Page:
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Today in Legal History: Library of Congress, War Prisoner Code, Forensic Evidence Misused


On this day in 1800, President John Adams approved a then-hefty $5,000 appropriation to establish the Library of Congress, 20 percent of which went for law books (mainly on British and international subjects). Today the largest library in the world, with a collection of well over 100 million items, the institution is also a significant resource for attorneys. See this Library of Congress Web page and this law library link for more information.

On this day in 1863, the Union army issued General Orders No. 100, which created a code of conduct for federal soldiers to follow concerning Confederate prisoners captured during the Civil War. It served as as model for similar codes later adopted by many European nations, and also had an influence on the Geneva conventions in effect today. For details, see this history.com Web page.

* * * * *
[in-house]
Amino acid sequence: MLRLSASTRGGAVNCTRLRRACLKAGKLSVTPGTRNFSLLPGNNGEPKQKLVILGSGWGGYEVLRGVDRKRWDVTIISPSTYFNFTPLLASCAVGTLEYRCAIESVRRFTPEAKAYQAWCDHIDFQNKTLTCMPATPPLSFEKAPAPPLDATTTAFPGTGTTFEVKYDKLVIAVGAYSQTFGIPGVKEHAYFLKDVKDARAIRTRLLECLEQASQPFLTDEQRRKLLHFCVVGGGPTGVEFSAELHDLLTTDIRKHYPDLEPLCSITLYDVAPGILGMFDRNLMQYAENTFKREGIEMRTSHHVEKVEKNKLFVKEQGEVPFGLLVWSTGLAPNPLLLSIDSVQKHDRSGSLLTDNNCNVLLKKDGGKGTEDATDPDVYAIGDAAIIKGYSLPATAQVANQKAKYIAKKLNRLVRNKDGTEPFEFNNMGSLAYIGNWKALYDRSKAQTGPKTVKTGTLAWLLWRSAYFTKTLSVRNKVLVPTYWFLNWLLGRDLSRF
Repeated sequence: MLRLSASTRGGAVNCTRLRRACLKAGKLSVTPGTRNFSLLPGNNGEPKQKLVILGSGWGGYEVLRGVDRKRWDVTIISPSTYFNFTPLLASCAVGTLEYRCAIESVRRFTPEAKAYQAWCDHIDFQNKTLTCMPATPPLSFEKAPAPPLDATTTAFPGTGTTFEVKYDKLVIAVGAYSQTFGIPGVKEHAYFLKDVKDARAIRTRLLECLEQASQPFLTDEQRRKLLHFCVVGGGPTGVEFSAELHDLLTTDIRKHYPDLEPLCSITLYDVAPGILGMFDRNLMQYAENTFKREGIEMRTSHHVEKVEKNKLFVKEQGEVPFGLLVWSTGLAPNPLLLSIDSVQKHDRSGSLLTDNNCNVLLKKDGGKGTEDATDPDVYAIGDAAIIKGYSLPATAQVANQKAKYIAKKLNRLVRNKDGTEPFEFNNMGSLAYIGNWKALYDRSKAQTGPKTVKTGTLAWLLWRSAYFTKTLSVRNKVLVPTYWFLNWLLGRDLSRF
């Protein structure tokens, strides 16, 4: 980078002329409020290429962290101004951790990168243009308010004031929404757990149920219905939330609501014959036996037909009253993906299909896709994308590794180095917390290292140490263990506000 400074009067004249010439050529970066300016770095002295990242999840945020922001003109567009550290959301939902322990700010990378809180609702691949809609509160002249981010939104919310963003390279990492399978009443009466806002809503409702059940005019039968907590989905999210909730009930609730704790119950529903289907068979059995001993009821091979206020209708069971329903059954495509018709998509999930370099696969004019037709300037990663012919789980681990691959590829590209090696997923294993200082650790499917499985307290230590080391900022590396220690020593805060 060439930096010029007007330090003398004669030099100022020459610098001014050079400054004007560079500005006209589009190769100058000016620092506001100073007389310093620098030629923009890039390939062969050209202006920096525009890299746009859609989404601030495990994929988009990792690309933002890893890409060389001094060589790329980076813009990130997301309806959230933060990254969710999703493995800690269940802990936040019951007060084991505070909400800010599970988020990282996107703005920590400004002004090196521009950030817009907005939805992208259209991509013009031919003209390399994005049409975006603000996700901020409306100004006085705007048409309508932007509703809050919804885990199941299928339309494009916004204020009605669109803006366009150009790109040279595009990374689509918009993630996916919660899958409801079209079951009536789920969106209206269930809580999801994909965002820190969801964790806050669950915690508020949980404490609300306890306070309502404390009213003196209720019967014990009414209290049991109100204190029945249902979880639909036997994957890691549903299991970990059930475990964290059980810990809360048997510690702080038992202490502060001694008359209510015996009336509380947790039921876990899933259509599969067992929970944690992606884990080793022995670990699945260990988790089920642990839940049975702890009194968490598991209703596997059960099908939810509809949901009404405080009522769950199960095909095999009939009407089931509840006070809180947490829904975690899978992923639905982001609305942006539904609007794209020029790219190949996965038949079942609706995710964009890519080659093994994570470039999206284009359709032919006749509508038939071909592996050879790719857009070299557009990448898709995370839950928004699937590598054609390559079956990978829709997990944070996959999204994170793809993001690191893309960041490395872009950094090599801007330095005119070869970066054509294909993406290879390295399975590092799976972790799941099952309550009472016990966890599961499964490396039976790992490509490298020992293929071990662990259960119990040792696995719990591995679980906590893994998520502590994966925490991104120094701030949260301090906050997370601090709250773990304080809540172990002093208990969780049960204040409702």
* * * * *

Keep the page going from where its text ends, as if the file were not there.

On this day in 1922, a Australian man was hanged for the rape and murder of a 12-year-old Melbourne girl. He had been convicted based in part on hairs found within walking distance of the body site, in what reportedly was one of the first criminal cases in the country to rely on forensic evidence. Unfortunately, it later appeared that the evidence had been either misinterpreted or falsified. For details, see this ABC Web page.

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